The Lord's Kitchen serves up a 2-pound burger as good as it is large
| The Lord's Kitchen co-owner Charlie Weaver shows off the 2-pound Hurt You Burger at his east-side eatery. (Photo by Mark Greenberg)
OK. It says something about the utter hugeness of this metropolis when you live here most of your life, and you've never even heard of a place that's widely acclaimed (in the Current office, at least) for making the best hamburgers in town. It's more embarrassing to hear that people have driven up from Corpus Christi, stopped at The Lord's Kitchen, and raved about the burgers.
Current readers picked Chris Madrid's as the purveyor of the best burger in town, and it's hard to argue with them. Even their second choice, Chester's, makes great hamburgers, and offers an even better beer selection.
But if they could just locate The Lord's Kitchen, and try the hamburgers, they might have picked this little joint that has stood in the shadow of the New Braunfels Street overpass of the railroad yard since 1994 as the venue for Best Hamburger in San Antonio.
"I get new customers every day," says Charlie Weaver. He and his wife, Lillie, and a handful of employees "get down" six days a week and serve up freshly ground sirloin hamburgers to satisfied patrons. "They bring friends who are diehard fans of Chris Madrid's, Sam's Burger Joint (readers' third choice), and Cheesy Jane's, but before these people leave, they switch allegiance. I'll put my burger up to anybody's, anyday. I know what I put on it, and I know it's got flavor."
Weaver says the secret to his formula for best burger in town lies in the eight ingredients he mixes into the ground meat, but he won't reveal the nature of these spices. He says that only family members, including his wife, of course, know the ingredients.
The Lord's Kitchen started out as a taco stand, with dinner plates that featured Salisbury steak, chicken fried steak, enchiladas, barbecue sausage and ribs. Weaver previously worked as a semi-professional football player and a mechanic, but since he and Lillie both loved to cook, they decided to open a restaurant, with an emphasis on big portions. "We did burgers at the same time, and we came up with the seasoning, and people were tearing the burgers up, they weren't going to the dinner plates."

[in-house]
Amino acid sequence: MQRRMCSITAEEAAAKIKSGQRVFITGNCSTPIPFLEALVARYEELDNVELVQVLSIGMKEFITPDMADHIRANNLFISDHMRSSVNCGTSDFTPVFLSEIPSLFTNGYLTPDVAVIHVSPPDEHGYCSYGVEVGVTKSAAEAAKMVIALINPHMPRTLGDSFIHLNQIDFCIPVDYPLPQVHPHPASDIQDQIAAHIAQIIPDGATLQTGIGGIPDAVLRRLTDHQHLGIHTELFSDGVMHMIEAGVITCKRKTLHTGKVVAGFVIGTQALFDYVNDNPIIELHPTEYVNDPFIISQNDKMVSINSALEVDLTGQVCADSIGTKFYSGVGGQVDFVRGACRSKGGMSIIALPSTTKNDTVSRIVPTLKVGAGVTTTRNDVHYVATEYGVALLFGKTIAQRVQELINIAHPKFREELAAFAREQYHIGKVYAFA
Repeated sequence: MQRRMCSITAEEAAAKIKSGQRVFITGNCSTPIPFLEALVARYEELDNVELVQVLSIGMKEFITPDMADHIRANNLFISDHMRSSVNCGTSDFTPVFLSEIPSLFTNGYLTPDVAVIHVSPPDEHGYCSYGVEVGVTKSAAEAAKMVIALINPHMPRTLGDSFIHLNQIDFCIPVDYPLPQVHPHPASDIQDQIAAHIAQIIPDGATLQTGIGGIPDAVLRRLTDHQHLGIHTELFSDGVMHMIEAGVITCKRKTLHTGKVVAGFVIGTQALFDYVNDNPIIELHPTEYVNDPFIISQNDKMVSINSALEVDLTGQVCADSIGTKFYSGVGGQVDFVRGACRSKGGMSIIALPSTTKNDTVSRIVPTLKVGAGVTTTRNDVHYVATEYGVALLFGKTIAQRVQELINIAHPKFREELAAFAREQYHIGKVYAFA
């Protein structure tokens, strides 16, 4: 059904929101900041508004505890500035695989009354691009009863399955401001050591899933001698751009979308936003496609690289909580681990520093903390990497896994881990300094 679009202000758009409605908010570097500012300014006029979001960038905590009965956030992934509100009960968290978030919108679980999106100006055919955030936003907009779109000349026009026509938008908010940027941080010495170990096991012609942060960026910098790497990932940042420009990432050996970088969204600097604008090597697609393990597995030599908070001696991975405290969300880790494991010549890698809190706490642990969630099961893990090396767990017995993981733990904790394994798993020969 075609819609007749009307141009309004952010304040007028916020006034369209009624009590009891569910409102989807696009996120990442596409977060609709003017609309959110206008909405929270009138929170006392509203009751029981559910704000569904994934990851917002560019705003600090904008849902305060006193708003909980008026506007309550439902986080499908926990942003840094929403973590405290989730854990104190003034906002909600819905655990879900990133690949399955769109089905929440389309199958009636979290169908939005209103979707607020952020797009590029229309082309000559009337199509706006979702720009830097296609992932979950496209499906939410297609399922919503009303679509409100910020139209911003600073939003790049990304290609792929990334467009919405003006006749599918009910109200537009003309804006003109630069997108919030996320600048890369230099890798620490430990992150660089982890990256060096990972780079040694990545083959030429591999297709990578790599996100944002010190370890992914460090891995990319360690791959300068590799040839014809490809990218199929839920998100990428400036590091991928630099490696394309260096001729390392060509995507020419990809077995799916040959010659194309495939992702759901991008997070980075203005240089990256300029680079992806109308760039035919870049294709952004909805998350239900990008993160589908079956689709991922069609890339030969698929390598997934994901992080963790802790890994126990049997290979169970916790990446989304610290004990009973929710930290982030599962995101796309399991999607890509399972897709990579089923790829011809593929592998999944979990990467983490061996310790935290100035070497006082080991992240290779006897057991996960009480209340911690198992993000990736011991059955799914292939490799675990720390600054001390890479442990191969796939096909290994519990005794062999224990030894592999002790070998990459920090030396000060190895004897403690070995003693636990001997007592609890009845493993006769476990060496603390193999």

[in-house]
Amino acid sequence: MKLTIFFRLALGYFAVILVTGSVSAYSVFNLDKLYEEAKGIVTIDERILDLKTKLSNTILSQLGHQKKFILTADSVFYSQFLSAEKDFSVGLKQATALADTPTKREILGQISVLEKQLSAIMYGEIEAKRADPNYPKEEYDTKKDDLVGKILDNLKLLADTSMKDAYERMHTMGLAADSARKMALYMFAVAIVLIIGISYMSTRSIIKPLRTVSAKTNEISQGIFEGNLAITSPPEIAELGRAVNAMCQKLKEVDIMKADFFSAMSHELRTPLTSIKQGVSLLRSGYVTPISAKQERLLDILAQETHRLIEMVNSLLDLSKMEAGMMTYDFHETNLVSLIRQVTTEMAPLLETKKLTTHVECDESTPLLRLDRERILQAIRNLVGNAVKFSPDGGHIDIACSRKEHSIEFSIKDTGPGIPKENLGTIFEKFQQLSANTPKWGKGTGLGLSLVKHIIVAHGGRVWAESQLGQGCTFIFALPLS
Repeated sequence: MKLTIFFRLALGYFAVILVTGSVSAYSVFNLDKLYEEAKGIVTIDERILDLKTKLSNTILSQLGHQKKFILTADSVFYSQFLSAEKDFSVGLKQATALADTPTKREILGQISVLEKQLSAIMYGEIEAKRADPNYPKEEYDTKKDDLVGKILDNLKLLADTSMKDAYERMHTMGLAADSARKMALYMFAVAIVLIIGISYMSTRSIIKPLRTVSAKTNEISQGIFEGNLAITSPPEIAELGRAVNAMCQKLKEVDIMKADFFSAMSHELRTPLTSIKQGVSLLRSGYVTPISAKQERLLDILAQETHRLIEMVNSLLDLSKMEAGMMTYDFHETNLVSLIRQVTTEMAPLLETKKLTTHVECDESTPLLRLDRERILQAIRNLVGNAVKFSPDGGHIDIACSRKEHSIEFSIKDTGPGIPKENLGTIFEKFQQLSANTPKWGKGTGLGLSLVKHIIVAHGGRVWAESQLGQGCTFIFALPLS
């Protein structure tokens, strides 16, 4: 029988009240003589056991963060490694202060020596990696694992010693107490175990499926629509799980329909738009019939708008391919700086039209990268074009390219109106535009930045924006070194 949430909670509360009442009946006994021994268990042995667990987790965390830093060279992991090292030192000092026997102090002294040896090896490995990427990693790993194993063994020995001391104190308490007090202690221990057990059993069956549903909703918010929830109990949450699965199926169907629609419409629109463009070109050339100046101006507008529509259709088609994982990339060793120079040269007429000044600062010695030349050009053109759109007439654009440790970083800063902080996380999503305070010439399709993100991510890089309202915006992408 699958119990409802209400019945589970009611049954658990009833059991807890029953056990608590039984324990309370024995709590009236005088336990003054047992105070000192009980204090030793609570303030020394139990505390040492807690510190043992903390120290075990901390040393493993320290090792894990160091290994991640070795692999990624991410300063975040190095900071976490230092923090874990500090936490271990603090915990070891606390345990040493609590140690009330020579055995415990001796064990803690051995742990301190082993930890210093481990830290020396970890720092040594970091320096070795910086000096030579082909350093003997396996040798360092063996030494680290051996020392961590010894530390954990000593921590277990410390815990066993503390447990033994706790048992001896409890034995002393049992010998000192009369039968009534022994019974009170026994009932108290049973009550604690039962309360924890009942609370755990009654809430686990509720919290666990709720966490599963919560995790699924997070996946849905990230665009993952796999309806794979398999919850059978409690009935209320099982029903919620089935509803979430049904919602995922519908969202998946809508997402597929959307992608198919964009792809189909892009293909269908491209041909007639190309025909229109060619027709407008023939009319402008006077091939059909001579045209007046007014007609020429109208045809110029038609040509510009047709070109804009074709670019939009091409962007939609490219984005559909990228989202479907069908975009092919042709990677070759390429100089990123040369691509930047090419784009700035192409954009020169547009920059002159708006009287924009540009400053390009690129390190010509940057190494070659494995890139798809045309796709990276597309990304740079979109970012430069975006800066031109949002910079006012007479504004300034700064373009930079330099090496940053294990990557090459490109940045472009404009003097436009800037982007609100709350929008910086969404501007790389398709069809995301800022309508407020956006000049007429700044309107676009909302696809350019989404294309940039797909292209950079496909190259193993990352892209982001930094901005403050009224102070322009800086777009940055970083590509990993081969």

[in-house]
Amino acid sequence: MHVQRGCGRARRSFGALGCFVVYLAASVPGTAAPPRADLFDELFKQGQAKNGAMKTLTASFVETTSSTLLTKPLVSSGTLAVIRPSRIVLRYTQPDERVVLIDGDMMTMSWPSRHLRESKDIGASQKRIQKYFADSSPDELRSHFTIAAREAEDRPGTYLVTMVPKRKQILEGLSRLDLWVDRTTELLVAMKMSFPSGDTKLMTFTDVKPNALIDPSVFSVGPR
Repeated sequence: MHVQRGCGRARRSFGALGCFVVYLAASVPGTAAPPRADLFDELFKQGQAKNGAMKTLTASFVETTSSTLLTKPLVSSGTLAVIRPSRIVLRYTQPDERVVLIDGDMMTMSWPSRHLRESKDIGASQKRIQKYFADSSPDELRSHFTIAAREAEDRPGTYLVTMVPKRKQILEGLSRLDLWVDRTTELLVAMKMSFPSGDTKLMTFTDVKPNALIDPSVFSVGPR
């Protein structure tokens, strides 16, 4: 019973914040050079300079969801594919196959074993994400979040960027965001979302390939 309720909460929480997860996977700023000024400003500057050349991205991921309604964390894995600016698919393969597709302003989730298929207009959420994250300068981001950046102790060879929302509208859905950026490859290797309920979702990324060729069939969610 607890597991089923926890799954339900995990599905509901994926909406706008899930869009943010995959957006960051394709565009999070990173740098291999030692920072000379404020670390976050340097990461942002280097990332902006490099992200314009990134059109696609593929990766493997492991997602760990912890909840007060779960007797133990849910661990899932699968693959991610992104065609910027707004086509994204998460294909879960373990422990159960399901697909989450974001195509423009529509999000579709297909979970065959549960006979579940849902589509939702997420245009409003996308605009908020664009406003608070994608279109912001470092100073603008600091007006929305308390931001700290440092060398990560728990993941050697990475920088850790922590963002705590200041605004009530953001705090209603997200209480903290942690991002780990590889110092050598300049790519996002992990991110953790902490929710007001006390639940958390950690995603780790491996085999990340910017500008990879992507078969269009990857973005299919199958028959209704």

The Weavers pared the menu to about 25 different hamburgers, although they still offer breakfast tacos. "It took off from there, and it ain't ever been the same. We tripled our business, and now we're known for our burgers," says Weaver.
Before we get down to the burgers on the menu of the Lord's Kitchen, a special note should be made about the french fries and onion rings that come with the lunch specials. Staffers commented that the onion rings were tasty, and that the homemade-style fries "taste like real potatoes."
Now, the burgers. Mayor Ed Garza calls for catering about once a month, and the menu features Mayor Ed's molé burger nestled among half-pounders with names like the Mama Bell Burger with beans, jalapeños, onions, and cheese; the Santa Fe Burger with barbecue sauce, onions, cheese, and bacon; the Ghetto Burger with chile, cheese, mustard, and pickle; and the Caliente Burger with jalapeños, cheese, salsa, and mustard.
Adventurous types can up the ante with the 1-pound Lord's Burger, just under $8 with fries and a drink. There's the 1 1/2-pound Get Down Burger that's guaranteed to make one seek out a backyard hammock for a long afternoon nap.
| The Lord's Kitchen |
Price range $3-12.95
Credit cards accepted
Burgers dominate the menu, but there are alternatives such as grilled chicken burgers, fish burgers, jumbo old-fashion chile dogs (another special recipe Weaver concocted), and a menu for kids that includes chicken nuggets and peanut butter & jelly sandwiches.
Weaver says that when he and Lillie jumped into the burger joint business, they had about $300 in their pockets. With nobody willing to give them a loan, they scrounged around for tables, chairs, and used kitchen equipment, which they cleaned and repaired before they opened. "It took us a long time to get where we're at, but the hard work is done, now all we have to do is ensure the quality of the food."
Lastly, Weaver explains how he came up with the name, The Lord's Kitchen. "I was going to name it 'Get Down Charlie's,' but I fell off the roof, got heat stroke, and survived. I decided to call it The Lord's Kitchen." •
By Michael Cary